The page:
Do you buy fast fashion? You can’t beat yourself up too much about it. It’s the fashion industry’s responsibility to manufacture clothing in an ethical manner. Sadly, corporations do not value lives as much as they do profit. Stories of forced child labor, treacherous working conditions and toxic pollutants poisoning communities appear regularly. Next time you are in the changing room, remember the message of the Potent Whisperer: their is always room to change. Think thrift, try vintage, do some repairs. The emperor has no clothes – just a body, mind and spirit.
What with all the buzz around fast fashion and the evils of consumerism, becoming sustainable-chic seems to be, according to numerous recent eco-friendly fashion guides, on the top of shoppers’ New Year’s resolutions list.
Aiming to raise consumer awareness about environmental concerns linked to the fashion and textile industries, various publications promote the use of healthier natural products like eco-friendly dyed fabrics, while addressing issues such as recycling, fair trade, water wastage resulting from cotton cultivation and deforestation due to excessive cattle ranching and leather production.
In her book, Sustainable Luxe: A Guide to Feel Good Fashion, Jordan Phillips, rebels against ‘McFashion’, or “…a mass delusion that is a democratic right for everyone to purchase cheap clothing that looks luxe”, while recommending women to buy less but of higher quality and use their spending power to support labels or retailers engaged in protecting workers in developing countries and preserving traditional crafts, thus encouraging creativity.
Phillips also makes an interesting analogy between food and fashion consumption. If consumers now increasingly avoid processed foods and scrutinize labels to ensure that the contents are free of additives, choose quality over quantity when buying meat, and willingly go to several markets or specialised stores for vegetables and bio products, for instance, they should soon enough become just as conscious for their clothes and check tags for ‘hand-made’, ‘fair trade’ and ‘eco-friendly’, while accepting to pay a reasonable price.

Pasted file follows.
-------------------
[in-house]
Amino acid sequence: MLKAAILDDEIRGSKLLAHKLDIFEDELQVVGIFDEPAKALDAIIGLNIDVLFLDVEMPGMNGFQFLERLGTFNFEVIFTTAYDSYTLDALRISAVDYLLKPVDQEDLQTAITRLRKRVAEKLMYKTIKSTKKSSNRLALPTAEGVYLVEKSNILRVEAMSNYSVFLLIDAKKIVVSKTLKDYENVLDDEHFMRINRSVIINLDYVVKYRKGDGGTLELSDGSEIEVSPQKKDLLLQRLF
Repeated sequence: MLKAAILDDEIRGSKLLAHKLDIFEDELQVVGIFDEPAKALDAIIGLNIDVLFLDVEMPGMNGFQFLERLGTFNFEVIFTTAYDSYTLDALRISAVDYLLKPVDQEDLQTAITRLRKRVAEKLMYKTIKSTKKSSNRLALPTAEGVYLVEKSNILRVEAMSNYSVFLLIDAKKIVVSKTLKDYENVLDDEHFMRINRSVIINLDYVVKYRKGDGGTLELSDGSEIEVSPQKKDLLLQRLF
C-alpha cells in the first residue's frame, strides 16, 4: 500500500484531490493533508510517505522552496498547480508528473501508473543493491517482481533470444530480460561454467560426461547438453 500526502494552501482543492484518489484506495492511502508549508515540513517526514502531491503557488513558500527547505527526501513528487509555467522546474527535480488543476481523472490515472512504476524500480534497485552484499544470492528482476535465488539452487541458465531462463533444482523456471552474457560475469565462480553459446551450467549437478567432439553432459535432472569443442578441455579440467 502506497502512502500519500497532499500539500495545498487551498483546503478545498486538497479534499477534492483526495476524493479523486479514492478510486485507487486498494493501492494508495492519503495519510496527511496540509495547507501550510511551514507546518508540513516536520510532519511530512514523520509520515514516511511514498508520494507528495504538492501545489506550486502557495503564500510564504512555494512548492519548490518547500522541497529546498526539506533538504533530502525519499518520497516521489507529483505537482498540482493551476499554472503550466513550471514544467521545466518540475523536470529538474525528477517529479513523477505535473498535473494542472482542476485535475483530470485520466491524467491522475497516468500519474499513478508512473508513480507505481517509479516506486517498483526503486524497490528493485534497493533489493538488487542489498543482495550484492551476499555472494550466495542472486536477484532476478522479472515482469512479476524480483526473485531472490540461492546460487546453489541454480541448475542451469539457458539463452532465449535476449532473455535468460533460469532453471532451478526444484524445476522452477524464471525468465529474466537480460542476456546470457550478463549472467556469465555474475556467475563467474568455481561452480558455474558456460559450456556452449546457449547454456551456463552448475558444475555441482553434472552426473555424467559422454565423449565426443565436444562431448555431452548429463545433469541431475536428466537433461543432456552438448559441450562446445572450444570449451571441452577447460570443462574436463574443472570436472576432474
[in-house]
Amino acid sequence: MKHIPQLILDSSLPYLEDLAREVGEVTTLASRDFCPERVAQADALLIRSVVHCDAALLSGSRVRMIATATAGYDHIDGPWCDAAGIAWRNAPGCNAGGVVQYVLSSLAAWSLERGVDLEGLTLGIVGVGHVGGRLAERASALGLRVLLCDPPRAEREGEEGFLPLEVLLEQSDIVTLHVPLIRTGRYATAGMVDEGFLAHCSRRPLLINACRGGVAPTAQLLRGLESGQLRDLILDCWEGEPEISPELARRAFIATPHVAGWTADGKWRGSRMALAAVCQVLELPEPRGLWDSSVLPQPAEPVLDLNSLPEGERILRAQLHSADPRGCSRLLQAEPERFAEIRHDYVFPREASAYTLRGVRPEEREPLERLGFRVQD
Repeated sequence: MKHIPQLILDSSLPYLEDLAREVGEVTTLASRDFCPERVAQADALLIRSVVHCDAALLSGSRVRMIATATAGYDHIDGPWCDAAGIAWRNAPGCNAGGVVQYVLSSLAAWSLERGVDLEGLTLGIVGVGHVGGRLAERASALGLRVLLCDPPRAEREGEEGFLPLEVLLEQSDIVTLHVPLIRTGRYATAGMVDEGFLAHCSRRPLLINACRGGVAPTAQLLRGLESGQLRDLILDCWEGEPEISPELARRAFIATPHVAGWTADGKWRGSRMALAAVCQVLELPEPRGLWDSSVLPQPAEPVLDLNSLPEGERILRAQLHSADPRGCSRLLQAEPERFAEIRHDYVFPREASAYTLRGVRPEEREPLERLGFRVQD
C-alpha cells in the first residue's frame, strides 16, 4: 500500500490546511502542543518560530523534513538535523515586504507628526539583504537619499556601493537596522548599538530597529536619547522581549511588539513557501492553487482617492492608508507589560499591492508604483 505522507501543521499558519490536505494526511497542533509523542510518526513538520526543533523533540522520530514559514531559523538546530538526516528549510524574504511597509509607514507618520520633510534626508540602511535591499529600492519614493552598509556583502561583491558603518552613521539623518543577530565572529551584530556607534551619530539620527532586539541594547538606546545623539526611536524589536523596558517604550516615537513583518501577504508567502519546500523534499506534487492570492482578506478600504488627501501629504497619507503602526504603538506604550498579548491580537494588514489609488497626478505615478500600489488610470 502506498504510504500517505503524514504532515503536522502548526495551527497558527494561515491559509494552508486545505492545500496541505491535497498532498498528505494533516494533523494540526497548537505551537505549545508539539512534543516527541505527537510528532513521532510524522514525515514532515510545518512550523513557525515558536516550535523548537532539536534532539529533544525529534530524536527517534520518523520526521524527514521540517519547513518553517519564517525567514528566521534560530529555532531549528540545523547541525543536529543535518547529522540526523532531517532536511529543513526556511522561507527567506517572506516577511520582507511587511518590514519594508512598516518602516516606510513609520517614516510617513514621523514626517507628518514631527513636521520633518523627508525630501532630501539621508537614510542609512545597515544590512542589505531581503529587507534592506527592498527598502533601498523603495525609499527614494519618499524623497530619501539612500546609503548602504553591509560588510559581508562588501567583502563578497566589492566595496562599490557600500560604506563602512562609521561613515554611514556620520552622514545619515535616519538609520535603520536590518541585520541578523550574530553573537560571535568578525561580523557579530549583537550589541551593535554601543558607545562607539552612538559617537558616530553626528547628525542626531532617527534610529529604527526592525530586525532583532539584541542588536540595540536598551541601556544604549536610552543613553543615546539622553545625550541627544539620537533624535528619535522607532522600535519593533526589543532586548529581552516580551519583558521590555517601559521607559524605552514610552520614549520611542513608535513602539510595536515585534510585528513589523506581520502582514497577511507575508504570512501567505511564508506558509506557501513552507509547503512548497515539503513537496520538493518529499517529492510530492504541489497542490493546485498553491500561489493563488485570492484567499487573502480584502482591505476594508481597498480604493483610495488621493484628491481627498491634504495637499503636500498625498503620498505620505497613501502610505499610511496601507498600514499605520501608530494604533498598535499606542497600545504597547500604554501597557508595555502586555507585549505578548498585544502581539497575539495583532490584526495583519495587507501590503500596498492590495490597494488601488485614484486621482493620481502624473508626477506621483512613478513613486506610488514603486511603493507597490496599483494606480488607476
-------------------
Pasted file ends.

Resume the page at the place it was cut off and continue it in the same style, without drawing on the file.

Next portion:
Furthermore, as Elizabeth L. Cline writes in Overdressed: The Shockingly High Cost of Cheap Fashion: “Clothes could have more meaning and longevity if we think less about owning the latest or cheapest thing and develop more of a relationship with the things we wear. Building a wardrobe over time, saving up and investing in well-made pieces, obsessing over the perfect hem, luxuriating in fabrics, and patching and altering our clothes are old-fashioned habits. But they’re also deeply satisfying antidotes to the empty uniformity of cheapness.”
However, regular fast fashion shoppers would argue that ‘need’ was hardly part of the equation in the first place and that young consumers can’t afford to spend more on clothes anyway. Actually, budget fashion probably owes its success to the fact that for a long time mid-range, affordable clothes weren’t even close to being trendy enough and there seemed to be a gap in the market for teen fashion.
Moreover, global brands have taken an eco-friendly stance since Greenpeace’s Fashion Detox campaign, launched in 2011, which resulted in investigations in manufacturing countries and the testing of garments by known brands to find traces of hazardous chemicals. Numerous famous labels including PUMA, H&M, Zara, M&S, Benetton, Valentino, Uniqlo, Mango and Levi’s, among many others, have committed to eliminating the use of chemicals released during their manufacturing process, while informing consumers and improving their business practices by 2020.
All in all, like many modern, recession-stricken fashion consumers, we are most likely to mix and match well-made items with more affordable ones, and reasonably invest in good wardrobe basics, vintage fashion and costume jewellery, which can be worn with more than one outfit, in an attempt to become wiser, more responsible shoppers.
Source: New Europe